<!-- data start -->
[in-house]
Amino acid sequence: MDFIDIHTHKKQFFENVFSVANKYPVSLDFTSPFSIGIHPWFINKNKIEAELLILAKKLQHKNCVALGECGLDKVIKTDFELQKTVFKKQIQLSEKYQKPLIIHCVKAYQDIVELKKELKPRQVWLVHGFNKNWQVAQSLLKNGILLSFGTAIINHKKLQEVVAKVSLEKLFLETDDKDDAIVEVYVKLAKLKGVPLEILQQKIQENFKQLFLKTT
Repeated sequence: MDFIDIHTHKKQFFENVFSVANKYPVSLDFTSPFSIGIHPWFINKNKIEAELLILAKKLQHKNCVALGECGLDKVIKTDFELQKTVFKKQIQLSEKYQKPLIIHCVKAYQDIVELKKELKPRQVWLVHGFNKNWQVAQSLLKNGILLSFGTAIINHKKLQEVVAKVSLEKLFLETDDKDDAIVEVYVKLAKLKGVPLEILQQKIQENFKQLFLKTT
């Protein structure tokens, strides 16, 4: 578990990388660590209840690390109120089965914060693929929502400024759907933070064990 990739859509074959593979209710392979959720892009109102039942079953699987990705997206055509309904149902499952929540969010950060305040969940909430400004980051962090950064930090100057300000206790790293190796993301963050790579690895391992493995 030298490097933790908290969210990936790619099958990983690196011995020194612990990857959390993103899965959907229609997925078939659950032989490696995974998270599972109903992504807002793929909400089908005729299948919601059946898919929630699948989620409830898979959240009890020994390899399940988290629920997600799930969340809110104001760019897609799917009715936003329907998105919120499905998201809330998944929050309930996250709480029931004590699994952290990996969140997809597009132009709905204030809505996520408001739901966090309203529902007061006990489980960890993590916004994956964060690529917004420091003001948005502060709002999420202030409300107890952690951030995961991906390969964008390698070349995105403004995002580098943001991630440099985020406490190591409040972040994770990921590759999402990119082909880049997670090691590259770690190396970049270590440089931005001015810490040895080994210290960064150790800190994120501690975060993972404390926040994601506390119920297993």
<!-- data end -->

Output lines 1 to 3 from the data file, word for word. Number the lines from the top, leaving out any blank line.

[in-house]
Amino acid sequence: MDFIDIHTHKKQFFENVFSVANKYPVSLDFTSPFSIGIHPWFINKNKIEAELLILAKKLQHKNCVALGECGLDKVIKTDFELQKTVFKKQIQLSEKYQKPLIIHCVKAYQDIVELKKELKPRQVWLVHGFNKNWQVAQSLLKNGILLSFGTAIINHKKLQEVVAKVSLEKLFLETDDKDDAIVEVYVKLAKLKGVPLEILQQKIQENFKQLFLKTT
Repeated sequence: MDFIDIHTHKKQFFENVFSVANKYPVSLDFTSPFSIGIHPWFINKNKIEAELLILAKKLQHKNCVALGECGLDKVIKTDFELQKTVFKKQIQLSEKYQKPLIIHCVKAYQDIVELKKELKPRQVWLVHGFNKNWQVAQSLLKNGILLSFGTAIINHKKLQEVVAKVSLEKLFLETDDKDDAIVEVYVKLAKLKGVPLEILQQKIQENFKQLFLKTT